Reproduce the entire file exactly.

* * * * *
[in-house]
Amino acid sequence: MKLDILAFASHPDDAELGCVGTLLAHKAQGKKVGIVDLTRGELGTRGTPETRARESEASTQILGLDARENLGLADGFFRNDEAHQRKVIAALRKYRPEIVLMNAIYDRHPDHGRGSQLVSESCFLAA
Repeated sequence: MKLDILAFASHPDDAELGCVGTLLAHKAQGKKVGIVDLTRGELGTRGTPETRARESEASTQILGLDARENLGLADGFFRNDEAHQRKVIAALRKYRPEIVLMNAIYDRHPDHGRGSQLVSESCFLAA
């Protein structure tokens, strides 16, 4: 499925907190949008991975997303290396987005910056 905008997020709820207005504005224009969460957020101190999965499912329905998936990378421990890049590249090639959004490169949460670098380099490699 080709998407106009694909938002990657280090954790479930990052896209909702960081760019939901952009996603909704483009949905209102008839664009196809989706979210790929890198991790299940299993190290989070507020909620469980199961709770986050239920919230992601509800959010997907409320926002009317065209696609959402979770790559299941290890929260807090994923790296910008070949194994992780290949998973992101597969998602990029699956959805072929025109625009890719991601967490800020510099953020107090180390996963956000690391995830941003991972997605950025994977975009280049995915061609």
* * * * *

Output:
[in-house]
Amino acid sequence: MKLDILAFASHPDDAELGCVGTLLAHKAQGKKVGIVDLTRGELGTRGTPETRARESEASTQILGLDARENLGLADGFFRNDEAHQRKVIAALRKYRPEIVLMNAIYDRHPDHGRGSQLVSESCFLAA
Repeated sequence: MKLDILAFASHPDDAELGCVGTLLAHKAQGKKVGIVDLTRGELGTRGTPETRARESEASTQILGLDARENLGLADGFFRNDEAHQRKVIAALRKYRPEIVLMNAIYDRHPDHGRGSQLVSESCFLAA
């Protein structure tokens, strides 16, 4: 499925907190949008991975997303290396987005910056 905008997020709820207005504005224009969460957020101190999965499912329905998936990378421990890049590249090639959004490169949460670098380099490699 080709998407106009694909938002990657280090954790479930990052896209909702960081760019939901952009996603909704483009949905209102008839664009196809989706979210790929890198991790299940299993190290989070507020909620469980199961709770986050239920919230992601509800959010997907409320926002009317065209696609959402979770790559299941290890929260807090994923790296910008070949194994992780290949998973992101597969998602990029699956959805072929025109625009890719991601967490800020510099953020107090180390996963956000690391995830941003991972997605950025994977975009280049995915061609």